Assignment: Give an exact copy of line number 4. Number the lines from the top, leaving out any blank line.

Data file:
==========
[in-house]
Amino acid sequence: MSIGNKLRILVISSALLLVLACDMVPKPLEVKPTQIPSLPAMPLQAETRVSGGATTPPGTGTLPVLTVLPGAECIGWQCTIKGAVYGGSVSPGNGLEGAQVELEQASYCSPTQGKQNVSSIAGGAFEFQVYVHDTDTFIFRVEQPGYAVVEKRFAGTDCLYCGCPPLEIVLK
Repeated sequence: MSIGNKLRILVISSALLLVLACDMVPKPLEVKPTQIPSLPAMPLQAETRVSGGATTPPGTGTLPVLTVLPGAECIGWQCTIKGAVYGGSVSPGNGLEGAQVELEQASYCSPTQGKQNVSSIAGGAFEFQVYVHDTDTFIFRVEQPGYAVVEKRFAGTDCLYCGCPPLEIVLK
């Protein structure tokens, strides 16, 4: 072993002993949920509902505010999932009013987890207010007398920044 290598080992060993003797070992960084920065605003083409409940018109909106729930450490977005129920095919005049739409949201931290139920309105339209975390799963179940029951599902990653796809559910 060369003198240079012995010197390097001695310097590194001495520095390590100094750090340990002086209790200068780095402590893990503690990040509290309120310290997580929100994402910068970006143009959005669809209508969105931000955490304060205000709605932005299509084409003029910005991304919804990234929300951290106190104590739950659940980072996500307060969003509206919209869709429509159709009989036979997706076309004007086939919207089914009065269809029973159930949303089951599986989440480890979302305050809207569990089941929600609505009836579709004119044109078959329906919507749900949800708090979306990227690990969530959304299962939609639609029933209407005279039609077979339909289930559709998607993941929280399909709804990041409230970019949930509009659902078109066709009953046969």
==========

């Protein structure tokens, strides 16, 4: 072993002993949920509902505010999932009013987890207010007398920044 290598080992060993003797070992960084920065605003083409409940018109909106729930450490977005129920095919005049739409949201931290139920309105339209975390799963179940029951599902990653796809559910 060369003198240079012995010197390097001695310097590194001495520095390590100094750090340990002086209790200068780095402590893990503690990040509290309120310290997580929100994402910068970006143009959005669809209508969105931000955490304060205000709605932005299509084409003029910005991304919804990234929300951290106190104590739950659940980072996500307060969003509206919209869709429509159709009989036979997706076309004007086939919207089914009065269809029973159930949303089951599986989440480890979302305050809207569990089941929600609505009836579709004119044109078959329906919507749900949800708090979306990227690990969530959304299962939609639609029933209407005279039609077979339909289930559709998607993941929280399909709804990041409230970019949930509009659902078109066709009953046969």